On Thursday, the Central European currencies took advantage of the euro’s gains and slightly strengthened. While the koruna remained in sight of EUR/CZK 25.20 level, the zloty and the forint both gained about 0.3 percent. Both the forint and Hungarian bonds have thus so far largely ignored the fact that the prospects of the IMF deal have been waning - the Hungarian Ministry of Finance told Reuters it planned to sell a foreign currency bond although it had said earlier that the prerequisite for the issuance would be the deal on another stand-by loan reached with the Fund and EC. As we already pointed out, Hungary’s foreign currency liquidity position is strong and the country, in our view, does not need further financial backstop.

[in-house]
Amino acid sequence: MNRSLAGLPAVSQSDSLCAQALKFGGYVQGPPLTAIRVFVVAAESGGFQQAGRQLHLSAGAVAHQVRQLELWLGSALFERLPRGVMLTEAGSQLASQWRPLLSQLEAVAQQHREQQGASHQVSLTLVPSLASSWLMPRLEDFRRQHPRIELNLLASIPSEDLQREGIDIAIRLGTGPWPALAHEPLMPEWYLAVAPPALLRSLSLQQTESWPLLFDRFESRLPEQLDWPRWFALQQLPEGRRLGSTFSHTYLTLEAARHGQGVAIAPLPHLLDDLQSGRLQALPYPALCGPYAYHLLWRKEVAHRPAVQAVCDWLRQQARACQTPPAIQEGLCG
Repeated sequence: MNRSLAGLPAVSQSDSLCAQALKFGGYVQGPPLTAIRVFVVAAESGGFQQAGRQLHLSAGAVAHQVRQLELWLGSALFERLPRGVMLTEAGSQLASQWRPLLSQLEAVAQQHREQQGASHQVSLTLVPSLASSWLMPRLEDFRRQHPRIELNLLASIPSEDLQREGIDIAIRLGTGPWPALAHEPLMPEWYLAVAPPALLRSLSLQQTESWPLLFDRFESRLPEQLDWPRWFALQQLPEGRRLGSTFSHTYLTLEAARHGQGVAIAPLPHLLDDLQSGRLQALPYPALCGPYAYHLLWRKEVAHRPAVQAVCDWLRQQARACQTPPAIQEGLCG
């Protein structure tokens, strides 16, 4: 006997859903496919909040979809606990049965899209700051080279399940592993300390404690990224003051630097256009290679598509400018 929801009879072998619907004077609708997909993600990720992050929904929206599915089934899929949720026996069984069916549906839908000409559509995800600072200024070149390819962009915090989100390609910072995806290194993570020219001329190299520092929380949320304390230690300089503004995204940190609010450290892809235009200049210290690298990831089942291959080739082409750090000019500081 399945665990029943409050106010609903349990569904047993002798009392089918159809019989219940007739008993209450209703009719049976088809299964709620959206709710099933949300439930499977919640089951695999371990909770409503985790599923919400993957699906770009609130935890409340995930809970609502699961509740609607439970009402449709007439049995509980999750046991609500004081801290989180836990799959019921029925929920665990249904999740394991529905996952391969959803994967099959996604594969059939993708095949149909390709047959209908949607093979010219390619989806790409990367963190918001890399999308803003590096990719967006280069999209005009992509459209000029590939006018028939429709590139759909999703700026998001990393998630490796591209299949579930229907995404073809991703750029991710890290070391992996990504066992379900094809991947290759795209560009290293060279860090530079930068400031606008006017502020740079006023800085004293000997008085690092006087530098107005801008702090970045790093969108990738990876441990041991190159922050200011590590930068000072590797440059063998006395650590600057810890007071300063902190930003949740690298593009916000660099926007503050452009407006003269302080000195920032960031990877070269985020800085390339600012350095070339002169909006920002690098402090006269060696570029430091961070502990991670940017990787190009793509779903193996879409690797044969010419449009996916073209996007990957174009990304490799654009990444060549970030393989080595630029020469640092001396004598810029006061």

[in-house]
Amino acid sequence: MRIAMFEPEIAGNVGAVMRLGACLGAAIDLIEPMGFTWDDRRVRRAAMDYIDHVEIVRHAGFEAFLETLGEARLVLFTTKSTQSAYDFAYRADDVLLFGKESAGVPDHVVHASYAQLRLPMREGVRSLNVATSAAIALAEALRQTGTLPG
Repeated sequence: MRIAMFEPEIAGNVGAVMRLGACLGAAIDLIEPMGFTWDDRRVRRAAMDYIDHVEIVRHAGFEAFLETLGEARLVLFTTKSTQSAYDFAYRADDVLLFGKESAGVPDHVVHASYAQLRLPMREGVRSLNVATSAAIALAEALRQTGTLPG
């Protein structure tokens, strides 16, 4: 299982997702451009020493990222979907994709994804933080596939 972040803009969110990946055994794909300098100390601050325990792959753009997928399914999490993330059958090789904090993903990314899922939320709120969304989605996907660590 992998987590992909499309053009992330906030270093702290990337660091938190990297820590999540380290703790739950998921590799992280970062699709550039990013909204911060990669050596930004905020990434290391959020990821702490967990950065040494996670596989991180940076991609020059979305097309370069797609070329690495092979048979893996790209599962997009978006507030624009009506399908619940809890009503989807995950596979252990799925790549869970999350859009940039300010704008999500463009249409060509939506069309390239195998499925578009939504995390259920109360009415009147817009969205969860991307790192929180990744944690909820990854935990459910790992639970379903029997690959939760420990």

The Polish GDP growth rate for Q3 2012 was significantly below market consensus at 1.4% y/y. The growth slowed from 2.3% in the second quarter to the lowest rate in three years. Even more disturbing, is the structure of the growth – the deterioration was caused by falling domestic demand (-0.7% y/y). Given the negative external demand outlook for Q4 2012 and Q1 2013, the worse is probably still to come. The figure should support the dovish camp on the board of the NBP. That is why we have decided to revise our base scenario and see additional three interest rate cuts in the 6 month horizon with a risk of even more pronounced monetary easing. The next cut should come as soon as in December. The zloty was under pressure after the release of GDP figures.